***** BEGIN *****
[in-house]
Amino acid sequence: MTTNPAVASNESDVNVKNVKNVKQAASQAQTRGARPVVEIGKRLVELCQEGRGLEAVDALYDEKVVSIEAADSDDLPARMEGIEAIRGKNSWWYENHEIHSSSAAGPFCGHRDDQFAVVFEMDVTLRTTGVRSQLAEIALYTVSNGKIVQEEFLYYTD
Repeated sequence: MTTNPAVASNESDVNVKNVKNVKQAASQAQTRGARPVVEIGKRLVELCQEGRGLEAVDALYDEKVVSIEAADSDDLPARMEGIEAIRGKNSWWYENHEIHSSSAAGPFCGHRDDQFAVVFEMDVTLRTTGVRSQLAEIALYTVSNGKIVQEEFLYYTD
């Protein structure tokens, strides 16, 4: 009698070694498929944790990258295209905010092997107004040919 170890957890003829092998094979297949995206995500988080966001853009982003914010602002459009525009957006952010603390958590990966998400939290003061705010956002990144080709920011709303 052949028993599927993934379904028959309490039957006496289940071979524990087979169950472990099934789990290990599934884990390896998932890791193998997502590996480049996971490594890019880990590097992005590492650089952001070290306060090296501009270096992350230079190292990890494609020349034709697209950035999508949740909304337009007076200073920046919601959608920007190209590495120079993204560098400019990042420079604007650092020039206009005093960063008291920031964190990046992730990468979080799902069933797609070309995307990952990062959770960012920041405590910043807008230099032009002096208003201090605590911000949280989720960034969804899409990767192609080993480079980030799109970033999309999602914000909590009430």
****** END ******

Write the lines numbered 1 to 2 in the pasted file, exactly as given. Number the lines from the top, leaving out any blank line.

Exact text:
[in-house]
Amino acid sequence: MTTNPAVASNESDVNVKNVKNVKQAASQAQTRGARPVVEIGKRLVELCQEGRGLEAVDALYDEKVVSIEAADSDDLPARMEGIEAIRGKNSWWYENHEIHSSSAAGPFCGHRDDQFAVVFEMDVTLRTTGVRSQLAEIALYTVSNGKIVQEEFLYYTD